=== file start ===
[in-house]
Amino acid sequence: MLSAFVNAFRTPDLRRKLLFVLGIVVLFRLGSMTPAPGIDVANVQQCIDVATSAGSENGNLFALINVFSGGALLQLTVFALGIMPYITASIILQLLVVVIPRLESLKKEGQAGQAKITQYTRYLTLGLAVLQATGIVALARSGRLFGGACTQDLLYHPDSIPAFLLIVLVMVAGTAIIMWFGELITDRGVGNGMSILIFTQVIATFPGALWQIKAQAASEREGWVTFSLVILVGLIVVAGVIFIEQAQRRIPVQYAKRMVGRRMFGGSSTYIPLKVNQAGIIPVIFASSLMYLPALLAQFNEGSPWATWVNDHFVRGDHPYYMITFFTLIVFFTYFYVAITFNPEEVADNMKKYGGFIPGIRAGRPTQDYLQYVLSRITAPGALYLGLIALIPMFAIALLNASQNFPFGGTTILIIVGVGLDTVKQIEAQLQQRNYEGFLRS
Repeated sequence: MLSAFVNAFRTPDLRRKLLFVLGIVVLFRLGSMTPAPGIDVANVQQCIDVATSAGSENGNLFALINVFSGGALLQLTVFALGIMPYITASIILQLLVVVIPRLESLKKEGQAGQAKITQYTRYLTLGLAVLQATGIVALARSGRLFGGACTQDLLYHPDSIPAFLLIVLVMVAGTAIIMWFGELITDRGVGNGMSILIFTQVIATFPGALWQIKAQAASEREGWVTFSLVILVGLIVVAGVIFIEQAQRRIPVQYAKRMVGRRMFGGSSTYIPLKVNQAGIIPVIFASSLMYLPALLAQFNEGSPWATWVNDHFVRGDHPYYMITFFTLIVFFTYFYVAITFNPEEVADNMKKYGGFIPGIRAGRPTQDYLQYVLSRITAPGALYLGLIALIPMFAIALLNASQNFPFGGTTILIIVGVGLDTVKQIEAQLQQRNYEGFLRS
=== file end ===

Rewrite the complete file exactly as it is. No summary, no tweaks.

[in-house]
Amino acid sequence: MLSAFVNAFRTPDLRRKLLFVLGIVVLFRLGSMTPAPGIDVANVQQCIDVATSAGSENGNLFALINVFSGGALLQLTVFALGIMPYITASIILQLLVVVIPRLESLKKEGQAGQAKITQYTRYLTLGLAVLQATGIVALARSGRLFGGACTQDLLYHPDSIPAFLLIVLVMVAGTAIIMWFGELITDRGVGNGMSILIFTQVIATFPGALWQIKAQAASEREGWVTFSLVILVGLIVVAGVIFIEQAQRRIPVQYAKRMVGRRMFGGSSTYIPLKVNQAGIIPVIFASSLMYLPALLAQFNEGSPWATWVNDHFVRGDHPYYMITFFTLIVFFTYFYVAITFNPEEVADNMKKYGGFIPGIRAGRPTQDYLQYVLSRITAPGALYLGLIALIPMFAIALLNASQNFPFGGTTILIIVGVGLDTVKQIEAQLQQRNYEGFLRS
Repeated sequence: MLSAFVNAFRTPDLRRKLLFVLGIVVLFRLGSMTPAPGIDVANVQQCIDVATSAGSENGNLFALINVFSGGALLQLTVFALGIMPYITASIILQLLVVVIPRLESLKKEGQAGQAKITQYTRYLTLGLAVLQATGIVALARSGRLFGGACTQDLLYHPDSIPAFLLIVLVMVAGTAIIMWFGELITDRGVGNGMSILIFTQVIATFPGALWQIKAQAASEREGWVTFSLVILVGLIVVAGVIFIEQAQRRIPVQYAKRMVGRRMFGGSSTYIPLKVNQAGIIPVIFASSLMYLPALLAQFNEGSPWATWVNDHFVRGDHPYYMITFFTLIVFFTYFYVAITFNPEEVADNMKKYGGFIPGIRAGRPTQDYLQYVLSRITAPGALYLGLIALIPMFAIALLNASQNFPFGGTTILIIVGVGLDTVKQIEAQLQQRNYEGFLRS